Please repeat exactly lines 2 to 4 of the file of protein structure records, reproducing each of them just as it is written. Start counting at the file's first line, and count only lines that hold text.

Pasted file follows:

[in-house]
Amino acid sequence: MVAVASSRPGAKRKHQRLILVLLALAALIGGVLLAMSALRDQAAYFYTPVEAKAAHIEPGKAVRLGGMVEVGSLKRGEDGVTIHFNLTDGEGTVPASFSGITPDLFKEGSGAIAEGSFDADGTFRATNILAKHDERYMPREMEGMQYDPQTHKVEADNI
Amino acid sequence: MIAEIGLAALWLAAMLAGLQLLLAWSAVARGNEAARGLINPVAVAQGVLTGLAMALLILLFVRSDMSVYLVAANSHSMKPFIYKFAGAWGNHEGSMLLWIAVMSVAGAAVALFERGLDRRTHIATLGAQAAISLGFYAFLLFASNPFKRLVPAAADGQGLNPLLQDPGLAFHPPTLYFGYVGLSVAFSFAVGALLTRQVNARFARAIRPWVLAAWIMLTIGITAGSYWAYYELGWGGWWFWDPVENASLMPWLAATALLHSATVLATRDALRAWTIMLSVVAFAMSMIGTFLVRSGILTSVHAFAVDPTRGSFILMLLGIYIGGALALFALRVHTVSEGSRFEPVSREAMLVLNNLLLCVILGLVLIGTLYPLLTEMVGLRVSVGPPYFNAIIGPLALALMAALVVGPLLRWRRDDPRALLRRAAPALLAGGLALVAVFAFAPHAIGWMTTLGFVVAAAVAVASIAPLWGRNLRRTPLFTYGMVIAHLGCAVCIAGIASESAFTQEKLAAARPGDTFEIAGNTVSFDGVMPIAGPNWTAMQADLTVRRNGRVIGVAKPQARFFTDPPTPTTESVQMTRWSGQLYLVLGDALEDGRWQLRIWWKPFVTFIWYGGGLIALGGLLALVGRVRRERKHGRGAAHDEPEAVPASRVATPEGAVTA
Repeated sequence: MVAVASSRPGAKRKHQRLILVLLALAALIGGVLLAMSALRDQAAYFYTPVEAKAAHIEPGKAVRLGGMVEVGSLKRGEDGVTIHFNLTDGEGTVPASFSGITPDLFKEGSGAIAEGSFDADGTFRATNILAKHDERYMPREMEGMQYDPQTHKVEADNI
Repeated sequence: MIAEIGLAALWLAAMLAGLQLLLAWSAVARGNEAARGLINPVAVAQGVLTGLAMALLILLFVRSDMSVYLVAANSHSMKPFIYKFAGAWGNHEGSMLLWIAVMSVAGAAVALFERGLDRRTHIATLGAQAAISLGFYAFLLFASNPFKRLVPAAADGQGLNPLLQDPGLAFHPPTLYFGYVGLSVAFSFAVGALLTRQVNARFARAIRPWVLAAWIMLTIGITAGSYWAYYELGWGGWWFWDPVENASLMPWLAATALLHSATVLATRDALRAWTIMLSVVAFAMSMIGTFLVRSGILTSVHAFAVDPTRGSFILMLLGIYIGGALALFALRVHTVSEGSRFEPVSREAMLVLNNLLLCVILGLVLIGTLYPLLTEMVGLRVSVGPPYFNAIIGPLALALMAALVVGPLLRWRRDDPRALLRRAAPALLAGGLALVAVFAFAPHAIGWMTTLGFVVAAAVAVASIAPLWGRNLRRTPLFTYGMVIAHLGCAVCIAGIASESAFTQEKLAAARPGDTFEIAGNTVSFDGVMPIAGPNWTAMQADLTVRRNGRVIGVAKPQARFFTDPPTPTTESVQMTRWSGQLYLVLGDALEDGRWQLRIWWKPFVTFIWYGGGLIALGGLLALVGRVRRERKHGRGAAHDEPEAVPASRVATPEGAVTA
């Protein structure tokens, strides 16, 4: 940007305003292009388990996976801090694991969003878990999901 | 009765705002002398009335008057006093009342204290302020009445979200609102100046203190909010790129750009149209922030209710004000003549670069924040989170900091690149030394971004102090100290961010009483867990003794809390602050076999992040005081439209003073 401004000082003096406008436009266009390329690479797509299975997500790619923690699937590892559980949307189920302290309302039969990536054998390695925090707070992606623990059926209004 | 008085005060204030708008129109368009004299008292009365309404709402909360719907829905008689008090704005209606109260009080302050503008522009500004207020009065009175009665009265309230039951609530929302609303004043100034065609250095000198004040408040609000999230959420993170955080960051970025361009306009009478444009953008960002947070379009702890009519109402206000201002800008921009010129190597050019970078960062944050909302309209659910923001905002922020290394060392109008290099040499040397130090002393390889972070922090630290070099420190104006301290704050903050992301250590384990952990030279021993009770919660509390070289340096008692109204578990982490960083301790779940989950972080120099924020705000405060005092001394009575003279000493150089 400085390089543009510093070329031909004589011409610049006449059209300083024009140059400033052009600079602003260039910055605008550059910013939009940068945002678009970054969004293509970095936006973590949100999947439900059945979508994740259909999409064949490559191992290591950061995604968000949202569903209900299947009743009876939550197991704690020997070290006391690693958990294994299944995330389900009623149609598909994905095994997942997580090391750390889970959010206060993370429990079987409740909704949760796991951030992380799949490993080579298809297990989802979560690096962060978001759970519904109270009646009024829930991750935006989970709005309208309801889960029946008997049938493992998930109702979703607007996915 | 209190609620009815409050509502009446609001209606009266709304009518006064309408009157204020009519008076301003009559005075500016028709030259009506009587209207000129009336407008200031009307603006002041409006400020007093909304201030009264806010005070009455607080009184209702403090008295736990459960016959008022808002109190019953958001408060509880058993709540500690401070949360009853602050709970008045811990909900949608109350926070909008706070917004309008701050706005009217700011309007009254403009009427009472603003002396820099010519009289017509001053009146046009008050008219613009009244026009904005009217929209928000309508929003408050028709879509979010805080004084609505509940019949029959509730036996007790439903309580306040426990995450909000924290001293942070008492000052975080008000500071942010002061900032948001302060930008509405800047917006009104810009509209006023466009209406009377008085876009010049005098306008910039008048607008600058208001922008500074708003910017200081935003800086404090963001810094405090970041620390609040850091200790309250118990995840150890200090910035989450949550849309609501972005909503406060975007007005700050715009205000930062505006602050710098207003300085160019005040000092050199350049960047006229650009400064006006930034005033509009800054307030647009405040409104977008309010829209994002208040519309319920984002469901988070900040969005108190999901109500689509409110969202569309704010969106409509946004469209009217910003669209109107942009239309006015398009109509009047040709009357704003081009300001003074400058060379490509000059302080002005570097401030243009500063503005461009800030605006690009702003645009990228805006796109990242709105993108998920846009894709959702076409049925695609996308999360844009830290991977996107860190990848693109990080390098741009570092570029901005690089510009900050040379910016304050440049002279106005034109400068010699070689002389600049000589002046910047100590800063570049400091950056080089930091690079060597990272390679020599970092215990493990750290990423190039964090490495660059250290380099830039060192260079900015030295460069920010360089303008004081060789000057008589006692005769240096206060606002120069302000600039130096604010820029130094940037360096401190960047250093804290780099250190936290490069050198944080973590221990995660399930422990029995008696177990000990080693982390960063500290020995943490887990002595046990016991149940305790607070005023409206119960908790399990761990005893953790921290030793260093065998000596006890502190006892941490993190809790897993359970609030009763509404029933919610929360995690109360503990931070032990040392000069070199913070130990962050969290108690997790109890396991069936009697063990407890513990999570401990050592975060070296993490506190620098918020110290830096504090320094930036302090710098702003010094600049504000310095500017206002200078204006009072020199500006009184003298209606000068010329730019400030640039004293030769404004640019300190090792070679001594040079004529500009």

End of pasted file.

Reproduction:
Amino acid sequence: MVAVASSRPGAKRKHQRLILVLLALAALIGGVLLAMSALRDQAAYFYTPVEAKAAHIEPGKAVRLGGMVEVGSLKRGEDGVTIHFNLTDGEGTVPASFSGITPDLFKEGSGAIAEGSFDADGTFRATNILAKHDERYMPREMEGMQYDPQTHKVEADNI
Amino acid sequence: MIAEIGLAALWLAAMLAGLQLLLAWSAVARGNEAARGLINPVAVAQGVLTGLAMALLILLFVRSDMSVYLVAANSHSMKPFIYKFAGAWGNHEGSMLLWIAVMSVAGAAVALFERGLDRRTHIATLGAQAAISLGFYAFLLFASNPFKRLVPAAADGQGLNPLLQDPGLAFHPPTLYFGYVGLSVAFSFAVGALLTRQVNARFARAIRPWVLAAWIMLTIGITAGSYWAYYELGWGGWWFWDPVENASLMPWLAATALLHSATVLATRDALRAWTIMLSVVAFAMSMIGTFLVRSGILTSVHAFAVDPTRGSFILMLLGIYIGGALALFALRVHTVSEGSRFEPVSREAMLVLNNLLLCVILGLVLIGTLYPLLTEMVGLRVSVGPPYFNAIIGPLALALMAALVVGPLLRWRRDDPRALLRRAAPALLAGGLALVAVFAFAPHAIGWMTTLGFVVAAAVAVASIAPLWGRNLRRTPLFTYGMVIAHLGCAVCIAGIASESAFTQEKLAAARPGDTFEIAGNTVSFDGVMPIAGPNWTAMQADLTVRRNGRVIGVAKPQARFFTDPPTPTTESVQMTRWSGQLYLVLGDALEDGRWQLRIWWKPFVTFIWYGGGLIALGGLLALVGRVRRERKHGRGAAHDEPEAVPASRVATPEGAVTA
Repeated sequence: MVAVASSRPGAKRKHQRLILVLLALAALIGGVLLAMSALRDQAAYFYTPVEAKAAHIEPGKAVRLGGMVEVGSLKRGEDGVTIHFNLTDGEGTVPASFSGITPDLFKEGSGAIAEGSFDADGTFRATNILAKHDERYMPREMEGMQYDPQTHKVEADNI